To practice moving around an image, zoom back in by selecting Zoom > Zoom 1. You can recenter on any pixel in the image by clicking on it with the middle mouse button (either in the lower display pane or the small finder window above). Notice that when you mouseover any region in the image, a zoomed-in preview will be displayed in the upper-right corner of the screen.
When you move your cursor around, also notice that the current RA/DEC position of your cursor is displayed in the text boxes in the upper-left corner. Note that ds9 can only calculate these coordinates if your FITS image has a World Coordinate System (WCS) specified, as all the SDSS images do. In either case, ds9 will also display the pixel (x,y) coordinates.
Opening multiple images
Next let’s try opening multiple images at once. If the images all have WCS data, then we can match them up and compare them directly. There are all sorts of reasons you might want to do this: for example to compare images taken with different telescopes, at different times, or at different wavelengths (filters).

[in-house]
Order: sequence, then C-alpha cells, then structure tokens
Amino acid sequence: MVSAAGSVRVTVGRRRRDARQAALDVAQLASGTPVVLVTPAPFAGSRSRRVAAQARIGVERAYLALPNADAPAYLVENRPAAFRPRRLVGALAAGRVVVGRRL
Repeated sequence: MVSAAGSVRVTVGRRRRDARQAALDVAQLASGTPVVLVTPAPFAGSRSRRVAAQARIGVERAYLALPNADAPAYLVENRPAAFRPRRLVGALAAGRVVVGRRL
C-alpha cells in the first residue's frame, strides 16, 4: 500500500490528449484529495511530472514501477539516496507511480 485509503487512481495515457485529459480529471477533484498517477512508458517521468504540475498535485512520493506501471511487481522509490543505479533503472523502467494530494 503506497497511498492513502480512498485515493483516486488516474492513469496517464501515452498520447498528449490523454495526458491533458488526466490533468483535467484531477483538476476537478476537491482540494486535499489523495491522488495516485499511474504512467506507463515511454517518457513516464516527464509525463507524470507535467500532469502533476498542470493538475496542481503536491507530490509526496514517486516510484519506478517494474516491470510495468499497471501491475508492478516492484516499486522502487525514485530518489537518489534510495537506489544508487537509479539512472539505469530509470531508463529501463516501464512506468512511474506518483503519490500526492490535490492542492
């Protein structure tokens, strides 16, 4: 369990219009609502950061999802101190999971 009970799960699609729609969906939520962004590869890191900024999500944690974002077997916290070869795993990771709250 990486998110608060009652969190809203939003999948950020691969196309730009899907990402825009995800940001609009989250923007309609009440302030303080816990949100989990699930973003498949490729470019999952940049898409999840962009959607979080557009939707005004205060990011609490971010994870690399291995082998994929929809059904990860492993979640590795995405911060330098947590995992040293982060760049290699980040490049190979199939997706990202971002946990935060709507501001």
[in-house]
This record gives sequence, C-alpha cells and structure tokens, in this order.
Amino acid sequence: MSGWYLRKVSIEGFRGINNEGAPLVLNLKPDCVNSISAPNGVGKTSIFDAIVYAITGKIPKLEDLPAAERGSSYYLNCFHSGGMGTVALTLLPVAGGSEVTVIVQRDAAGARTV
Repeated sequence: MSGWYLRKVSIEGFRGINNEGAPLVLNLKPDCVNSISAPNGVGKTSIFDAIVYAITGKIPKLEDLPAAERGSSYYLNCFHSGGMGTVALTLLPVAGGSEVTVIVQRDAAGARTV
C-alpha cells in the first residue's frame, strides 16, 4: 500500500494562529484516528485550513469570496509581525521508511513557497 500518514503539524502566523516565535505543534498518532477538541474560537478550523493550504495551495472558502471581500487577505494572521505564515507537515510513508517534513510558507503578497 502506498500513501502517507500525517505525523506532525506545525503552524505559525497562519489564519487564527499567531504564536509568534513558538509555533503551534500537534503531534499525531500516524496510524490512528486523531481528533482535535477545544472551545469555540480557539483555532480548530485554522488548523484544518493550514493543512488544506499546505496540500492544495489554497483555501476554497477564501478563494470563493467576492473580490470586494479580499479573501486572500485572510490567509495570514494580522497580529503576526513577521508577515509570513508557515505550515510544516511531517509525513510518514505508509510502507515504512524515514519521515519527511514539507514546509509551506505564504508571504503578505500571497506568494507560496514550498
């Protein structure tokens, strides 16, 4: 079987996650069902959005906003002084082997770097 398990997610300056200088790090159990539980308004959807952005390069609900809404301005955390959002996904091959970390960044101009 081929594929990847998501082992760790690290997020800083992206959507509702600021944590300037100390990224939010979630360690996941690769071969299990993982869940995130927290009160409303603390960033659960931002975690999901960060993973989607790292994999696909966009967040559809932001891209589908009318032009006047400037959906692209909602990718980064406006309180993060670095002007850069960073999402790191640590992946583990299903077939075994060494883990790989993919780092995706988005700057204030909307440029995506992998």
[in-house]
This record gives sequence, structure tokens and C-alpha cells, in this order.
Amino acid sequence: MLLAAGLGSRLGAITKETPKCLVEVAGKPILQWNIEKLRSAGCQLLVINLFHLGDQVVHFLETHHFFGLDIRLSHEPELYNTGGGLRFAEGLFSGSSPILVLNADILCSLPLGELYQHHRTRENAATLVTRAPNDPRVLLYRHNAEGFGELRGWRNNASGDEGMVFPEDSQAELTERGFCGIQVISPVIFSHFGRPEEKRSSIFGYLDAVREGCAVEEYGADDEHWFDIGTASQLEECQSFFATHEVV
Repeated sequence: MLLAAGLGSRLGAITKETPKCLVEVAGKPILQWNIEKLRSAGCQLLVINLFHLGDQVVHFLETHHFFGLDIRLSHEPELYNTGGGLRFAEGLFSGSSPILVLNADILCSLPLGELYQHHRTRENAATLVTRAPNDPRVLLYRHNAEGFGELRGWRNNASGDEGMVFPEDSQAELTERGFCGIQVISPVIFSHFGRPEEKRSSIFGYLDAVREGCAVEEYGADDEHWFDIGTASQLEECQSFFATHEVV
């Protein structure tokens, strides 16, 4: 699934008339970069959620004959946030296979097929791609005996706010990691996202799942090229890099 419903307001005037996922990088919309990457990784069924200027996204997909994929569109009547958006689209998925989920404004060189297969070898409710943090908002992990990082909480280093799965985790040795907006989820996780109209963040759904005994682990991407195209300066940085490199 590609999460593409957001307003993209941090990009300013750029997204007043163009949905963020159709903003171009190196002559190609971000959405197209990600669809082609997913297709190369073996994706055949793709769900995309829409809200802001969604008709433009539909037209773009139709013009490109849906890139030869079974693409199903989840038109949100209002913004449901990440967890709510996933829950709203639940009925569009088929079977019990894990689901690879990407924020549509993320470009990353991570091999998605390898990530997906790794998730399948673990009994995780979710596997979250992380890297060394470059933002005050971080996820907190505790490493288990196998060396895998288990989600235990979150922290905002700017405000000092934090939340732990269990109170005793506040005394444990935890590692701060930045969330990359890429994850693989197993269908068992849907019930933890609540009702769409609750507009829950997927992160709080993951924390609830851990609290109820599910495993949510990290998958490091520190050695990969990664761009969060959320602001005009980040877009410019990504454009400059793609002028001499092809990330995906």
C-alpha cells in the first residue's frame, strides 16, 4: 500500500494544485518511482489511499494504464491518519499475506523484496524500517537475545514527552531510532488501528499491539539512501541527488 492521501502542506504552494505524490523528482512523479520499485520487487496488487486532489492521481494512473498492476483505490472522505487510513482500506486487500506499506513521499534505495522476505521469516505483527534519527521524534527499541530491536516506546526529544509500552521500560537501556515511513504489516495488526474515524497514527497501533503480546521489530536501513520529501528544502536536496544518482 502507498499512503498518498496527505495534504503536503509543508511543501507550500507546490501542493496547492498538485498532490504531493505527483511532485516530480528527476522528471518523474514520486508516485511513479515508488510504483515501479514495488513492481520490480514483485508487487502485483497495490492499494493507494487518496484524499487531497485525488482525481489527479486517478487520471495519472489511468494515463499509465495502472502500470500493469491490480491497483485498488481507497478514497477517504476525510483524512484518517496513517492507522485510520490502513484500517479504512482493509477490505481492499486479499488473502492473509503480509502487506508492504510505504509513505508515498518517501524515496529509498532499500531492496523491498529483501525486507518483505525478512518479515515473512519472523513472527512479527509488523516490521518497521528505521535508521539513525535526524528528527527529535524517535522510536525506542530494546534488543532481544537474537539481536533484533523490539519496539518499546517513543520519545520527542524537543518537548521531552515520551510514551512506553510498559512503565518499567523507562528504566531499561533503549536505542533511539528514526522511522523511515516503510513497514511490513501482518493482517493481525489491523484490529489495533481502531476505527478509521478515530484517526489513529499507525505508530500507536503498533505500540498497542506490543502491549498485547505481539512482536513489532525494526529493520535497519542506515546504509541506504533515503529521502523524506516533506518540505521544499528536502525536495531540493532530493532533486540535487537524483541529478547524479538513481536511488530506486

With your g-band image still open, download the SDSS u-band image of the Sombrero galaxy. Now go to Frame > New Frame. You can think of a frame in ds9 like a tab in a web browser – it’s just a container to open images in. With the new frame open, go to File > Open to open the u-band image you downloaded.
Navigate to a bright source in one of the two images you have open. Now match up the position of the two frames by clicking Frame > Match Frames > WCS. Now you can flip to the other image by typing Tab or going to Frame > Next Frame and you will be able to compare the same spot on the two images. If you need to, you can also match up the scale and colorbar of the two frames from the Frame menu. Alternatively, you could go to Frame > Tile Frames to see the images side by side or Frame > Blink Frames to rotate through them.
You should notice that the sources that are bright in the g-band image are dimmer in the u-band and that many faint sources are totally undetectable in the u-band. This is due to a combination of factors that conspire to make astronomical sources dim in the UV, which the u-band is just on the edge of, including atmospheric opacity, the sensitivity of CCDs, and the effective temperature of different sources.